For many of us, COVID-19 has dramatically changed the ways we work and what we imagine work can or should be.
One of the biggest impacts on work culture has been the widespread shift to working from home. Two years into the pandemic, it seems likely that virtual meetings and home-office set ups will remain normal for some time in most white-collar jobs. Alongside this, there have been so many people switching jobs during the pandemic, in the Global North, that commentators have heralded a ‘great resignation.’ Allegedly, this great resignation is driven by COVID-19 prompting a reassessment of priorities and/or by experiences of being poorly treated by employers during the pandemic.
Less discussed, though, as a compensatory labour culture to emerge from the pandemic, is the rise in people making careers from pay-to-earn gaming. In fact, a lot of people probably don’t even know what pay to earn gaming is or that it exists. Pay to earn gaming belongs to the world of Crypto, which, although rapidly becoming a huge part of socio-economic life globally, is only hazily understood, if at all, by the majority.
Generally speaking, pay to earn games are games built on the same blockchain technologies that enable crypto currencies. Often, these games are part of metaverses; virtual realities that can be explored with an avatar. Many metaverses exist, but the concept has recently come to forefront of public attention via Facebook’s rebrand to become ‘Meta.’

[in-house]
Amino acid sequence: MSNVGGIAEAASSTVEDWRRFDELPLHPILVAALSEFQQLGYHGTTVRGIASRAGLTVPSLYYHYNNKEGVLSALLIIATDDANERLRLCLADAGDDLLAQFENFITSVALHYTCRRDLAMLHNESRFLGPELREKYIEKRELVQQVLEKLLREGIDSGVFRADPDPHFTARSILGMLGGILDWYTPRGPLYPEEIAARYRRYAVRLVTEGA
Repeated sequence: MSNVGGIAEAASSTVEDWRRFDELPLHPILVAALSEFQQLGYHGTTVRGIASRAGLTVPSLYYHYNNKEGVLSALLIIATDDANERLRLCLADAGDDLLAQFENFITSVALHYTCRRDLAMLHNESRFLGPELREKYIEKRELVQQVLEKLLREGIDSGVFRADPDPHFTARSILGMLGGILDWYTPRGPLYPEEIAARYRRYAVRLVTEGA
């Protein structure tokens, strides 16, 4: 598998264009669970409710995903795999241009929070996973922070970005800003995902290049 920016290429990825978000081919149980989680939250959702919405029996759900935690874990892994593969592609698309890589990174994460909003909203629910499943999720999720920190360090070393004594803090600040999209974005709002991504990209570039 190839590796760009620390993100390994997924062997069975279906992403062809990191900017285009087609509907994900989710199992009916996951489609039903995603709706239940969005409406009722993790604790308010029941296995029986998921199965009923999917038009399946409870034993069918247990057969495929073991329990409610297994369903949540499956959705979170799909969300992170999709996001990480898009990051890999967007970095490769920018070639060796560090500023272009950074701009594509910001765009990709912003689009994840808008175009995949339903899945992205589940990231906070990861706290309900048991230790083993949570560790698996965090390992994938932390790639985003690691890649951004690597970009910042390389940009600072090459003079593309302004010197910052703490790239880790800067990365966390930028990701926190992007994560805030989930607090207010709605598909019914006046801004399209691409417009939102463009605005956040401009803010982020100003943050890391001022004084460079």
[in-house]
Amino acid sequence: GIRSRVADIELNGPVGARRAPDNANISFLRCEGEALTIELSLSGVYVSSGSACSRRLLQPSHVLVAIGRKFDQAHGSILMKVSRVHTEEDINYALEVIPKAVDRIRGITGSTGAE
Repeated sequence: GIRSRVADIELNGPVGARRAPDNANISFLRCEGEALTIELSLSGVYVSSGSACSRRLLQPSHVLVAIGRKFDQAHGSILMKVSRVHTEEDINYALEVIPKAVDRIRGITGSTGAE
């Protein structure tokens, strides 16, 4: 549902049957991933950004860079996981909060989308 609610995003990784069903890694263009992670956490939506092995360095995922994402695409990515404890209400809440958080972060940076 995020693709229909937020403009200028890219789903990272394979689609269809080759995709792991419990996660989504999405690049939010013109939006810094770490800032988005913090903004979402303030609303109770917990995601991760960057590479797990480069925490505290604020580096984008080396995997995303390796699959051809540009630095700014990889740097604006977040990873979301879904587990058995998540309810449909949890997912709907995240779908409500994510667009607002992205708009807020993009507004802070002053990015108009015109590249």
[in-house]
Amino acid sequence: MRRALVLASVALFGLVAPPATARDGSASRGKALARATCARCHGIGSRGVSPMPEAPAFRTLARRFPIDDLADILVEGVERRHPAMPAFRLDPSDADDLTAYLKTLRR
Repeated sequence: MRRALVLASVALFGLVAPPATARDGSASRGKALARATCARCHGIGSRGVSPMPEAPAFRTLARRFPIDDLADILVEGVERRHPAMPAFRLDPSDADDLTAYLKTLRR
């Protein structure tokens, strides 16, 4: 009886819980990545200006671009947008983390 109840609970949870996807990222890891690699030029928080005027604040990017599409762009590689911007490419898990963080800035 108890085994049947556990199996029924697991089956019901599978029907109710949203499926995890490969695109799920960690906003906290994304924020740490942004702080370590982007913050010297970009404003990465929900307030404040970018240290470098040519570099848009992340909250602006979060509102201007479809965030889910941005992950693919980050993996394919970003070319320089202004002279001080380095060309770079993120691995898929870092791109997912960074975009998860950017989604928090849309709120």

In pay to earn games, players are financially rewarded for in-game success; either with pay outs of cryptocurrencies or by gaining NFTs (non-fungible tokens). Within gaming, NFTs equate to digital assets that can be used and sold and can even generate passive income. NFTs in games can include, for example, a sword in a fighting game that becomes more valuable as you win and can be sold to other players, or a sports stadium in a virtual universe that generates an income stream from spectator fees when virtual sports are played in it. The biggest pay to earn game at the moment is Axie Infinity; a trading and battle game, but there are countless others. These range from large scale projects like ‘Sandbox’ – a huge virtual world where you can buy virtual land, create and sell any kind of NFT, and even design and monetize in-metaverse mini games for other Sandbox visitors to play - through to the much simpler virtual horse racing game ‘DeRace.’
Most of these metaverses and games operate using their own crypto currency. A common ‘tokenomics’ model is to have an in-game crypto token that players use to trade within the game world and an out-of-game currency that can be traded on cryptocurrency exchanges and swapped for Fiat currencies. Usually, you need a given amount of the out-of-game currency to convert to the in-game currency and start playing and must convert the in-game currency back to the out-of-game currency to take your earnings.